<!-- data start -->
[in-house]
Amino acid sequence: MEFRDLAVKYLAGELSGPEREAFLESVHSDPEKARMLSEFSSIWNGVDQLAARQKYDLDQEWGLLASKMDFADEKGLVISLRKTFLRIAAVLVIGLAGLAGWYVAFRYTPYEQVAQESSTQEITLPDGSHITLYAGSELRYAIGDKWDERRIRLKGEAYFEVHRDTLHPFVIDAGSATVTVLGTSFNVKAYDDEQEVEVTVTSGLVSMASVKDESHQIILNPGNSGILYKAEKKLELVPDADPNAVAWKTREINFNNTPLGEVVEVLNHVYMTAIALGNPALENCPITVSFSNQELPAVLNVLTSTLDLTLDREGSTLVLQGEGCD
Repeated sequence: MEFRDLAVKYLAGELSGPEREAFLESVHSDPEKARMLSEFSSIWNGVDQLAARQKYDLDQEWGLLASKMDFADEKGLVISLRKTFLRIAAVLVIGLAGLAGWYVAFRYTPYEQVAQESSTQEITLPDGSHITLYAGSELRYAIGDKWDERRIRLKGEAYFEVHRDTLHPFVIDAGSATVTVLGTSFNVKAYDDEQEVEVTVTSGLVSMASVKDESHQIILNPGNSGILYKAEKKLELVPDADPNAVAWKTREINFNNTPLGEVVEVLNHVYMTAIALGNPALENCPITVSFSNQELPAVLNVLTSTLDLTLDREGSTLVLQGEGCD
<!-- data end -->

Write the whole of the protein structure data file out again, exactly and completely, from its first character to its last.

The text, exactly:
[in-house]
Amino acid sequence: MEFRDLAVKYLAGELSGPEREAFLESVHSDPEKARMLSEFSSIWNGVDQLAARQKYDLDQEWGLLASKMDFADEKGLVISLRKTFLRIAAVLVIGLAGLAGWYVAFRYTPYEQVAQESSTQEITLPDGSHITLYAGSELRYAIGDKWDERRIRLKGEAYFEVHRDTLHPFVIDAGSATVTVLGTSFNVKAYDDEQEVEVTVTSGLVSMASVKDESHQIILNPGNSGILYKAEKKLELVPDADPNAVAWKTREINFNNTPLGEVVEVLNHVYMTAIALGNPALENCPITVSFSNQELPAVLNVLTSTLDLTLDREGSTLVLQGEGCD
Repeated sequence: MEFRDLAVKYLAGELSGPEREAFLESVHSDPEKARMLSEFSSIWNGVDQLAARQKYDLDQEWGLLASKMDFADEKGLVISLRKTFLRIAAVLVIGLAGLAGWYVAFRYTPYEQVAQESSTQEITLPDGSHITLYAGSELRYAIGDKWDERRIRLKGEAYFEVHRDTLHPFVIDAGSATVTVLGTSFNVKAYDDEQEVEVTVTSGLVSMASVKDESHQIILNPGNSGILYKAEKKLELVPDADPNAVAWKTREINFNNTPLGEVVEVLNHVYMTAIALGNPALENCPITVSFSNQELPAVLNVLTSTLDLTLDREGSTLVLQGEGCD